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Rear View – Lebanon in review (9 May 2021)

Rear View – Lebanon in review (9 May 2021)

4 May: Families organise sit-in to demand answers  

Families of the Beirut port explosion victims organized a sit-in at the port nine months after the explosion demanding answers and justice for their loved ones who were killed in the blast.
The demonstrators demanded that those involved to be held accountable and brought to justice as the investigation moved at a snails pace causing greater frustration and disappointment for the families.

On the 4th of May, Judge Tarek Bitar issued 13 judicial requests to countries with satellites over Lebanon, asking for pictures of the explosion site.

4 May: The Higher Council Bans Marriage of Minors

In an historic decision, the Higher Islamic Council has passed a new law forbidding the marriage of minors under the age of 15. Previously boys aged 12 and girls aged nine were permitted to marry under Islamic law.

The new law permits minors between the ages of 15 and 18 to marry only after a Sharia Judge reviews their case and deems that “they are physically, mentally and emotionally fit for marriage, and have permission from their guardians.”
The Council also banned marriage for underage girls without their permission and that of their guardians, giving the girls the right to dissolve the marriage if it occurs against their will.

COMMENT: Whilst this is a breakthrough and a step in the right direction, personally, 15 is still far too young for anyone to be getting married. Having raised three children who are now in late teens and early 20s, I still feel it is inappropriate for anyone to be getting married before they are 18 as they are still innocent and have had little real life experience to be able to make such an important decision.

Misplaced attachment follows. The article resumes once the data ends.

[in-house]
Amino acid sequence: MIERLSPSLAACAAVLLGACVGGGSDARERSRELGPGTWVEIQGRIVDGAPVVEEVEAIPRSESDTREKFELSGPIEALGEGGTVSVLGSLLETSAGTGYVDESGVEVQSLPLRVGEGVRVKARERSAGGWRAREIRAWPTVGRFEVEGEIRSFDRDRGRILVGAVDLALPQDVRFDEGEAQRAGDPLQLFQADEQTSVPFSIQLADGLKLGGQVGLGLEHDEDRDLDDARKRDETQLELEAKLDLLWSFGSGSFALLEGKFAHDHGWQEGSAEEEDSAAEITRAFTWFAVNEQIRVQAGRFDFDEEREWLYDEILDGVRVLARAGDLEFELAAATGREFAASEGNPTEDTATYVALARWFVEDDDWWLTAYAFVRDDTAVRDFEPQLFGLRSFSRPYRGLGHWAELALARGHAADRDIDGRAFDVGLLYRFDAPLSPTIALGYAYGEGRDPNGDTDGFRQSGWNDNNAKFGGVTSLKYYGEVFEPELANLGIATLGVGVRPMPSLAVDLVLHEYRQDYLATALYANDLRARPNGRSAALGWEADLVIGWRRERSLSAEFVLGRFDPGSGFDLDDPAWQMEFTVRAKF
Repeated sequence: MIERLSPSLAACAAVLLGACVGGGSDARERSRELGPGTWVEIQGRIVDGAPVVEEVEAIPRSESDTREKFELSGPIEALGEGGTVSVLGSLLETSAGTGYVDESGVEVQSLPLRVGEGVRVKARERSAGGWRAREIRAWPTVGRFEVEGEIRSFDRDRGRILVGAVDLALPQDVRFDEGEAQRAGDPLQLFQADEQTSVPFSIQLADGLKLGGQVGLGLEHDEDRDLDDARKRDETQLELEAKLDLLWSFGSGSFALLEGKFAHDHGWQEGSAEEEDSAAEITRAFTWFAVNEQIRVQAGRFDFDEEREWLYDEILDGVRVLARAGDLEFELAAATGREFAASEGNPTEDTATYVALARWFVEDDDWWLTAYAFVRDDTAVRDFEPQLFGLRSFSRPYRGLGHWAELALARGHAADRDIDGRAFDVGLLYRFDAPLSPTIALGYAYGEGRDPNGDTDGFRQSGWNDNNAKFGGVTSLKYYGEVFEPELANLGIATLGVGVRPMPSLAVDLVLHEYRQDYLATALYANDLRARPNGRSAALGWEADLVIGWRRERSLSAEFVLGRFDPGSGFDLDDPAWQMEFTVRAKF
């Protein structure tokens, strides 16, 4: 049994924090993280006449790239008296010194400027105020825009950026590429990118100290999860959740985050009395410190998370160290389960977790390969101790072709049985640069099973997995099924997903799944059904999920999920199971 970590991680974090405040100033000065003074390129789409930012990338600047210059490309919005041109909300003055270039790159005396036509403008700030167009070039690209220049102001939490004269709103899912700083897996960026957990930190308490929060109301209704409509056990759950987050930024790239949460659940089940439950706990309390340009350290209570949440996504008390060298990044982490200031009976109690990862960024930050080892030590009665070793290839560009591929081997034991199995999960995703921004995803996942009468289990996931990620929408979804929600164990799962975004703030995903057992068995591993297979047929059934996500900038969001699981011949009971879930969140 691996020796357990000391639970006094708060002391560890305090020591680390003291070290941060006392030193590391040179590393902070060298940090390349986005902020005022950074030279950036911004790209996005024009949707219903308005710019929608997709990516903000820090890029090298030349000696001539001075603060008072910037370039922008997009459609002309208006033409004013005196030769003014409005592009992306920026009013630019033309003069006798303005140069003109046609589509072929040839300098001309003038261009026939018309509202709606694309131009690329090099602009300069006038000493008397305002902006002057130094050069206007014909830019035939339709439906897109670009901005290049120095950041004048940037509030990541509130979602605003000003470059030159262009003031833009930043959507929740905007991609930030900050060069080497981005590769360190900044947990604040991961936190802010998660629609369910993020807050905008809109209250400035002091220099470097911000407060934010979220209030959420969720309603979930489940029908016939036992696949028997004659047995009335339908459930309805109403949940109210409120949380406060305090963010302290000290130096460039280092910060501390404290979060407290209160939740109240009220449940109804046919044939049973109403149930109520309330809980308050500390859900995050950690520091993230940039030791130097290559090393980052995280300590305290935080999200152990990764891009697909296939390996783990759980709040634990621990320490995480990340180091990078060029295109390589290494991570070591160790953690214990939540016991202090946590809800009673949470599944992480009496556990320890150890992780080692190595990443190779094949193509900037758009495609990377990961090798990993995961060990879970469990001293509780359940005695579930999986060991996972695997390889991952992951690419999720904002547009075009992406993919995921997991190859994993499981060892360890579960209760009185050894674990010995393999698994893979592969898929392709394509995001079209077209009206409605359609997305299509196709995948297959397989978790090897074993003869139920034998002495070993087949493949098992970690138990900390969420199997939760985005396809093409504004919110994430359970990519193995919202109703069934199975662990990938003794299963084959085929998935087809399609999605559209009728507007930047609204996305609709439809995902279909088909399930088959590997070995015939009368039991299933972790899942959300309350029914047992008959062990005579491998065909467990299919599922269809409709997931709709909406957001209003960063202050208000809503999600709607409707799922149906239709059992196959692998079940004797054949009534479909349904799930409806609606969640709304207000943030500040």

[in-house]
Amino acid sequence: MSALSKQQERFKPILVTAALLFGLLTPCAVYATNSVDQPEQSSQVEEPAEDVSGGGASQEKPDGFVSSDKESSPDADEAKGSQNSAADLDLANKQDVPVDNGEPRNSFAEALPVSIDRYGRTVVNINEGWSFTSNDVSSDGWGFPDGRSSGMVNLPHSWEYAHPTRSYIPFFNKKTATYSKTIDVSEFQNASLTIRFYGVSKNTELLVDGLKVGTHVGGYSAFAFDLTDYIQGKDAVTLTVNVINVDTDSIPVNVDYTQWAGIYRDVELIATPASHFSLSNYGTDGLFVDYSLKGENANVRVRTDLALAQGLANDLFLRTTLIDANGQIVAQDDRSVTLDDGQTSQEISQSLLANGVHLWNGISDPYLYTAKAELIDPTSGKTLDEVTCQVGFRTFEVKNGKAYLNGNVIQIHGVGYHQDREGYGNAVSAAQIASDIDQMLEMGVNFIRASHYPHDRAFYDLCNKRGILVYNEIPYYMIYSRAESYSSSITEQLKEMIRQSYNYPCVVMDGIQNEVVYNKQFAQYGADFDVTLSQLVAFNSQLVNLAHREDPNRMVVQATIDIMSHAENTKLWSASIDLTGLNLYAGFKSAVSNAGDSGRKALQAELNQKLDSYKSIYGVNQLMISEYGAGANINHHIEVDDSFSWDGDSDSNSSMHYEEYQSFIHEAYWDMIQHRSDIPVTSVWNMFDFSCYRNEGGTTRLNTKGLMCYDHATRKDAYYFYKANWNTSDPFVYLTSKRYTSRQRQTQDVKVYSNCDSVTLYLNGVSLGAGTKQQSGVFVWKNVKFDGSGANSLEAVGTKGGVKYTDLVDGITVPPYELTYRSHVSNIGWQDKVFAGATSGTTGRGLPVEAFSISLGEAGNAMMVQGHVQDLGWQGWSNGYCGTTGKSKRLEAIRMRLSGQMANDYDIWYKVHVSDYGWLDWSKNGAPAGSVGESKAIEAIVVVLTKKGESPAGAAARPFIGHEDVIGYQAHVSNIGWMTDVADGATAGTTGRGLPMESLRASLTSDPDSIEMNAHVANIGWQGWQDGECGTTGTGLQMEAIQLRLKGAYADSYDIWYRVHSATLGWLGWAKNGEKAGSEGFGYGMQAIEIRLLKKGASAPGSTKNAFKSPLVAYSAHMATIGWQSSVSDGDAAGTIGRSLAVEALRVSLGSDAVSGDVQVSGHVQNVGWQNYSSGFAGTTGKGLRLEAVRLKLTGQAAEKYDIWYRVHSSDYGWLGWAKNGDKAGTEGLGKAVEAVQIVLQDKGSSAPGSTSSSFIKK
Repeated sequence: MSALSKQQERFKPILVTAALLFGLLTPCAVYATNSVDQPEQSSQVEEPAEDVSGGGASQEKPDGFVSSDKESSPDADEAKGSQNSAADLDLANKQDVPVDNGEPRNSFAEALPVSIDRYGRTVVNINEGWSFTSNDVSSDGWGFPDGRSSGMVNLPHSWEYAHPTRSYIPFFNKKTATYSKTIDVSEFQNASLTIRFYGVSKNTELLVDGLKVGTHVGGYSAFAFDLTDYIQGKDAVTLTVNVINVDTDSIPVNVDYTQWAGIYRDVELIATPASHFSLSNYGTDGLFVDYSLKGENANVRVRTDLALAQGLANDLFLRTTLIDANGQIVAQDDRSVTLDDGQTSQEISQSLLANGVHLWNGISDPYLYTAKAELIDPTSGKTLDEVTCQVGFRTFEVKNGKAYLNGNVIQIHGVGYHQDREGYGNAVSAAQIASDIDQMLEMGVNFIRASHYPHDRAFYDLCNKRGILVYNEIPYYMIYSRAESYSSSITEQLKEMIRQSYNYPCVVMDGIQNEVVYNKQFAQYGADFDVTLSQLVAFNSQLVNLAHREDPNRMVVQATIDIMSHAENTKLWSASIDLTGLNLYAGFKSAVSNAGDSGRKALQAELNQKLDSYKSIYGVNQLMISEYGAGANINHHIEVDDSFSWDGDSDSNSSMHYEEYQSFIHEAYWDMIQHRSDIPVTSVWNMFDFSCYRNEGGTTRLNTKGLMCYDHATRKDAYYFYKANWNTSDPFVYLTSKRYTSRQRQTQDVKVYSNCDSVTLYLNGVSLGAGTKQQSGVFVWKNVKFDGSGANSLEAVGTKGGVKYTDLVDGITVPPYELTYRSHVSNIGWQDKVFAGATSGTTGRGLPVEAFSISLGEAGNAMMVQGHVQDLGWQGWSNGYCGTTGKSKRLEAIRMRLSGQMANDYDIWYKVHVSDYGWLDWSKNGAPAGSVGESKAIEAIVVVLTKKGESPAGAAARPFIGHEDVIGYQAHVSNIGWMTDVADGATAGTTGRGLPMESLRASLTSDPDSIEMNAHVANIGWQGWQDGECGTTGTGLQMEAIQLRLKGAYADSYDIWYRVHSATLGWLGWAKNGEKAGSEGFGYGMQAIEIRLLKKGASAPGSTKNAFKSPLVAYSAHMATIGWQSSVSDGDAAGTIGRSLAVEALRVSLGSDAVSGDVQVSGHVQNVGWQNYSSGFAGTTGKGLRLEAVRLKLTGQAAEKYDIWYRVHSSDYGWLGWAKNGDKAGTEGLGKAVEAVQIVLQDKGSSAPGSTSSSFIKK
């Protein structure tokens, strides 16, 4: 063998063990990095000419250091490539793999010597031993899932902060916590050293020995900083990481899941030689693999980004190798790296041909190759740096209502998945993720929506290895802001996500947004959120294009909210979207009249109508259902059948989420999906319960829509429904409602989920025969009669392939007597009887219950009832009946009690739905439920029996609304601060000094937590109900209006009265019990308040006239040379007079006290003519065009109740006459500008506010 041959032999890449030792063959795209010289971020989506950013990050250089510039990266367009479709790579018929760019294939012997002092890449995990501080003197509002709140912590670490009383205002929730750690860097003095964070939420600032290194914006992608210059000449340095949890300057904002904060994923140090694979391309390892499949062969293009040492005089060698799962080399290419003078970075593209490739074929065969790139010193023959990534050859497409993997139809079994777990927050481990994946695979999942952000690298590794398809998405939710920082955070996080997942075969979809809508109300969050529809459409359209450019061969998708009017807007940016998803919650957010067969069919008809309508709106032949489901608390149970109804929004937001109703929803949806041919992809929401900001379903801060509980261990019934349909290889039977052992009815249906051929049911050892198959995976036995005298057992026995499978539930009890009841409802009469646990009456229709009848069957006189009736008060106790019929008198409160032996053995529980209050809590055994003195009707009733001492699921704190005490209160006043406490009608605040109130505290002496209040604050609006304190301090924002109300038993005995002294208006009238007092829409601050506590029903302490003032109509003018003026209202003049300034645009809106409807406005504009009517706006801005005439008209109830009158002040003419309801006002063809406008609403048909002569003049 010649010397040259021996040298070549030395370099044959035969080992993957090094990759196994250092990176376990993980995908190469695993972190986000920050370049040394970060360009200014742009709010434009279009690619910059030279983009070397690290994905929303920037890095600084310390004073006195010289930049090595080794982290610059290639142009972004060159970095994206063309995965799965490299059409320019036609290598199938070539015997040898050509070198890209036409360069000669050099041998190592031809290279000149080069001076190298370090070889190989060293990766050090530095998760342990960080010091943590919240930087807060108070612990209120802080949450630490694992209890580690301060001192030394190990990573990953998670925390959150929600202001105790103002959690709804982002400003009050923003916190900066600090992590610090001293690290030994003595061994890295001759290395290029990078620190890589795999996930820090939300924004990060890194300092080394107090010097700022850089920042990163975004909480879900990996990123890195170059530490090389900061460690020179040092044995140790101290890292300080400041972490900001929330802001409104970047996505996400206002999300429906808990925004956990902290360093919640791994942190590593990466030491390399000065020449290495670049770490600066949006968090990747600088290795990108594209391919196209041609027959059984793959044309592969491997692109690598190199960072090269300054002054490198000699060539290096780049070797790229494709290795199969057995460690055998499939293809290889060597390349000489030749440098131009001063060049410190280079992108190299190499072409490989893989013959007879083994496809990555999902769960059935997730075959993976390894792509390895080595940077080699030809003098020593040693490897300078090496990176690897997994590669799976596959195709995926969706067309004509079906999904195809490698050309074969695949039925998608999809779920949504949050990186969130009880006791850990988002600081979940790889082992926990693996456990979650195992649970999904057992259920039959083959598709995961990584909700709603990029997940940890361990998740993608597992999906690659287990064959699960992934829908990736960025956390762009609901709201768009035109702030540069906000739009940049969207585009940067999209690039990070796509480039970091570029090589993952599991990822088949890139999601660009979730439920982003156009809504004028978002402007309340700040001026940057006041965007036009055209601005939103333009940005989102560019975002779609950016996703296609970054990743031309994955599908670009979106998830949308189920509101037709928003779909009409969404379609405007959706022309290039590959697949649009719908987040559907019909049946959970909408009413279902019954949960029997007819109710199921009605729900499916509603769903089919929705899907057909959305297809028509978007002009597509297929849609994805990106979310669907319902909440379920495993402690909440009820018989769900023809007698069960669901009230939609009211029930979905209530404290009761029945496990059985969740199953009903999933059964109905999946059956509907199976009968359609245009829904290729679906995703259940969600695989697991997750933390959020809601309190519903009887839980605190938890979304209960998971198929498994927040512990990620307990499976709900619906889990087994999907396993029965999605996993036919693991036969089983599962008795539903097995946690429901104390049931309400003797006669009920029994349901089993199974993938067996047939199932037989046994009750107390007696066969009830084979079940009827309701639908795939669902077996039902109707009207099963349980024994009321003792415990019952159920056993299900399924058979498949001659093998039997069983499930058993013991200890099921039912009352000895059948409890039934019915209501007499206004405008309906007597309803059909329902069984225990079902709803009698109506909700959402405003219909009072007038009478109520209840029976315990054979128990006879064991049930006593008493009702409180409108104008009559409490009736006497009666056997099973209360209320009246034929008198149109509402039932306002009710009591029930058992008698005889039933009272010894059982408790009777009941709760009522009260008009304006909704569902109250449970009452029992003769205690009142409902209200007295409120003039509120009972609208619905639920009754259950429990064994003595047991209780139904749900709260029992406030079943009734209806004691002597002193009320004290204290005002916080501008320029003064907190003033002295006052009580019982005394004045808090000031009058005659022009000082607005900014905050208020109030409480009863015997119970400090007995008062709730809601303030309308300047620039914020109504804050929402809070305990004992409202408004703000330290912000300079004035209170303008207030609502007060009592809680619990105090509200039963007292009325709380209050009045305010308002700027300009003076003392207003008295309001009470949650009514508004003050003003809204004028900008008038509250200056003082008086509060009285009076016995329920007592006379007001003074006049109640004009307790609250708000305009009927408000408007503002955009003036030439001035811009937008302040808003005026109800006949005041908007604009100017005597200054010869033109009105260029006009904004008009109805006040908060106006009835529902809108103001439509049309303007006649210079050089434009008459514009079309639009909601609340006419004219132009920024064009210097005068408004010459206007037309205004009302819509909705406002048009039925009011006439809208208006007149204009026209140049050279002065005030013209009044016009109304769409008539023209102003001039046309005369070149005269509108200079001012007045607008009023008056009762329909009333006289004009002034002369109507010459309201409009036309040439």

4 May: Anghami Immortalises Teenage Rapper Killed in Blast

Elias El-Khoury dreamed of being a rapper before his life was cut short by the Beirut port explosion last year. After hearing about his story, Anghami, the first legal music streaming platform in the Arab world, created a verified profile on its platform and shared his songs for everyone to listen to, immortalising the teenager.

Before succumbing to his wounds in August 2020, the 15-year-old went by the professional name A$sca$h. Now nine months after the blast, his tracks are featured in a variety of playlists on the popular streaming platform and have been played nearly 7,000 times.

When the August 4 blast occurred, Elias, his sister and mother were seriously injured and hospitalized. The teenager spent 2 weeks in intensive care before passing away, leaving behind an artistic sprout that was crushed before it could grow and blossom.

You can listen to his tracks on this link: https://play.anghami.com/artist/7367391

5 May: Pop Star quits artist group in stance against corruption

Lebanese pop star Nawal Al-Zoghbi resigned from the Syndicate of Professional Artists after the body told members they could not criticize politicians saying she did not feel honoured to sit back and watch her “beloved Lebanon and its people” slide into the abyss.

Al-Zoghbi posted a two-page resignation letter on her Twitter account last week slamming the country’s ruling elite saying there was a “negative influence” from all Lebanese politicians and political parties and accused them of sluggishness towards the country’s current economic and political crisis.

Last month, actor Asaad Rachdan’s home was attacked by supporters of MP Gebran Bassil, the head of Free Patriotic Movement, for his criticism during a TV interview of President Michel Aoun, his son-in-law Bassil and their political party for their governance and blamed them for the current crises in Lebanon.